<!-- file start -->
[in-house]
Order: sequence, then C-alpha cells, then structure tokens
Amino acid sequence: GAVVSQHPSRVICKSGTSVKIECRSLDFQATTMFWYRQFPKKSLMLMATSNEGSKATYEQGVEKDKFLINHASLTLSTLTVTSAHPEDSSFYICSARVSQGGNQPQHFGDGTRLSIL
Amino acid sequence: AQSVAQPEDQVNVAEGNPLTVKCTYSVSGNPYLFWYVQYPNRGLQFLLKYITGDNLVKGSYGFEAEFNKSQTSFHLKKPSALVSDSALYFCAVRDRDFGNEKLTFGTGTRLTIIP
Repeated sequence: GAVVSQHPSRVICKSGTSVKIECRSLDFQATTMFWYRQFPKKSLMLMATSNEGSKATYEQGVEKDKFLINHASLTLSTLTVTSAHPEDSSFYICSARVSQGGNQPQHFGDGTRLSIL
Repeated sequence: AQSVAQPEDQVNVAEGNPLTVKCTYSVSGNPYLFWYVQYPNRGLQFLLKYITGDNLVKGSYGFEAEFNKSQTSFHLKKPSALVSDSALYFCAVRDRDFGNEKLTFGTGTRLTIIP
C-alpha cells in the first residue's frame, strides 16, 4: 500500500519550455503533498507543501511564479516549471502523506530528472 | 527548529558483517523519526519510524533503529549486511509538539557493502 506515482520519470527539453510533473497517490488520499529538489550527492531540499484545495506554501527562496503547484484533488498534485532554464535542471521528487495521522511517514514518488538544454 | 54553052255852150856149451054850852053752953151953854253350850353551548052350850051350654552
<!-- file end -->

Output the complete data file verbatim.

[in-house]
Order: sequence, then C-alpha cells, then structure tokens
Amino acid sequence: GAVVSQHPSRVICKSGTSVKIECRSLDFQATTMFWYRQFPKKSLMLMATSNEGSKATYEQGVEKDKFLINHASLTLSTLTVTSAHPEDSSFYICSARVSQGGNQPQHFGDGTRLSIL
Amino acid sequence: AQSVAQPEDQVNVAEGNPLTVKCTYSVSGNPYLFWYVQYPNRGLQFLLKYITGDNLVKGSYGFEAEFNKSQTSFHLKKPSALVSDSALYFCAVRDRDFGNEKLTFGTGTRLTIIP
Repeated sequence: GAVVSQHPSRVICKSGTSVKIECRSLDFQATTMFWYRQFPKKSLMLMATSNEGSKATYEQGVEKDKFLINHASLTLSTLTVTSAHPEDSSFYICSARVSQGGNQPQHFGDGTRLSIL
Repeated sequence: AQSVAQPEDQVNVAEGNPLTVKCTYSVSGNPYLFWYVQYPNRGLQFLLKYITGDNLVKGSYGFEAEFNKSQTSFHLKKPSALVSDSALYFCAVRDRDFGNEKLTFGTGTRLTIIP
C-alpha cells in the first residue's frame, strides 16, 4: 500500500519550455503533498507543501511564479516549471502523506530528472 | 527548529558483517523519526519510524533503529549486511509538539557493502 506515482520519470527539453510533473497517490488520499529538489550527492531540499484545495506554501527562496503547484484533488498534485532554464535542471521528487495521522511517514514518488538544454 | 54553052255852150856149451054850852053752953151953854253350850353551548052350850051350654552